Big bluestem is a distinctive grass that is recognizable by its flowering head that resembles a turkey’s foot – “turkeyfoot” is also one of its other common names. It is one of the main species of the Tallgrass prairie because it loves the heat and moisture, but occurs throughout the prairie grassland areas in southern Manitoba.
a tall, leafy grass found in large clumps; forms a dense sod; can reach a height of 150 cm (60 in.); perennial; grows rapidly from late spring to early fall
wide, long, blue-green leaves sometimes tipped with red or purple; 50 cm (20 in.) long and 10 mm (3/8 in.) wide; long, silky hairs found near base of leaf and on sheath; both sides smooth; veins distinct
flower heads divided into three to six branches like a turkey’s foot; purplish in colour; the hairy seeds have long, twisted awns; flowers August to September
grows in all soil textures; a heat-loving plant typical in the moist prairies of southeastern Manitoba; in southwestern Manitoba grows in moist lowlands, lower slopes of hills and along waterways; also found in open jackpine woods and along roadsides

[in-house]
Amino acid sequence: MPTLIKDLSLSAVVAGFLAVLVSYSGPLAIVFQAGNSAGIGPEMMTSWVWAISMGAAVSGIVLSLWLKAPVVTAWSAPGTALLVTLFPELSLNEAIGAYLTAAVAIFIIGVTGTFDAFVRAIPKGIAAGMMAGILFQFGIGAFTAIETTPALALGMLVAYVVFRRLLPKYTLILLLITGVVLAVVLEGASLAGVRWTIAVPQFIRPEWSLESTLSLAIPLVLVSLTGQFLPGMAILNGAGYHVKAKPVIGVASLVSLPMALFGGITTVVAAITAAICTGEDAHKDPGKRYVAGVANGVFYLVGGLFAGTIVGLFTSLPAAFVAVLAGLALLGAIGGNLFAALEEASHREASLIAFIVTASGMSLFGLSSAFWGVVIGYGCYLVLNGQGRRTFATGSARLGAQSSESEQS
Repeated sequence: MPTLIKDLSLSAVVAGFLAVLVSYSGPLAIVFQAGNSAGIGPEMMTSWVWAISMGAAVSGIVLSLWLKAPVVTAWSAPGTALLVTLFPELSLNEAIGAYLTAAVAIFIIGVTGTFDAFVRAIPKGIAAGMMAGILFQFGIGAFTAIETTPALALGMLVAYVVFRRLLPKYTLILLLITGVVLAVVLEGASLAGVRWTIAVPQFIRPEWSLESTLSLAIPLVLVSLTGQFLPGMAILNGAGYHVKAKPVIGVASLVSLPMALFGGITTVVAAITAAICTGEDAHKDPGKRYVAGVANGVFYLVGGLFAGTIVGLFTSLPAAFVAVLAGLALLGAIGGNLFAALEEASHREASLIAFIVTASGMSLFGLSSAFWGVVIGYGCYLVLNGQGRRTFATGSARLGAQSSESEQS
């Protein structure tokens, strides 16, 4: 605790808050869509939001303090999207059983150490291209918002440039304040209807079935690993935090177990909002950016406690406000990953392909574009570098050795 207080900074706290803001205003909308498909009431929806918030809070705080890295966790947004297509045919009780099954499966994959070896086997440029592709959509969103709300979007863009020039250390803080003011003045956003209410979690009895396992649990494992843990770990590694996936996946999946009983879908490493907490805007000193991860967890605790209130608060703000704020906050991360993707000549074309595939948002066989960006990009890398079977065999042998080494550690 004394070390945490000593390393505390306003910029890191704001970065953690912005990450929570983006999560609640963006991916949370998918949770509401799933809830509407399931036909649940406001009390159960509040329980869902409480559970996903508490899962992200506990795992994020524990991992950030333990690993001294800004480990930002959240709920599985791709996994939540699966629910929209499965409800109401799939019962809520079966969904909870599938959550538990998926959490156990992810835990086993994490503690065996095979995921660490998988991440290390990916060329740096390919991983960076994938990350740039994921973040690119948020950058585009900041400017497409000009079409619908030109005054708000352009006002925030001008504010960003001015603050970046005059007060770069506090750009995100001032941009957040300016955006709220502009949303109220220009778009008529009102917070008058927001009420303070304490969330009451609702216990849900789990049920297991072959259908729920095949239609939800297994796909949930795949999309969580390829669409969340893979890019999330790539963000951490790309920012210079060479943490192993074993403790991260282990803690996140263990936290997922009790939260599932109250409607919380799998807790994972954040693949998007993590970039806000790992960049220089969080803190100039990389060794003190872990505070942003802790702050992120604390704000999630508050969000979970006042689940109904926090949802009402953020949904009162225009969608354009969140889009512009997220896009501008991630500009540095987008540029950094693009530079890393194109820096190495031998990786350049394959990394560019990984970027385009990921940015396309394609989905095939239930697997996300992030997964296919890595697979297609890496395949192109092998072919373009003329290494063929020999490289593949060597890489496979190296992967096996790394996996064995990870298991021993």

best places to see
Manitoba Tallgrass Prairie Preserve; Bird’s Hill Provincial Park; Living Prairie Museum; Spruce Woods Provincial Park; Beaudry Provincial Park; Assiniboine Forest; Big bluestem can often be found growing in ditches throughout the prairie region of Manitoba (including the southern Interlake) especially in years with abundant moisture
Grass species descriptions are from: Moore, J. 2003. Common Native Pasture Plants of southern Manitoba; A landowner’s guide. Critical Wildlife Habitat Program. Winnipeg, Canada.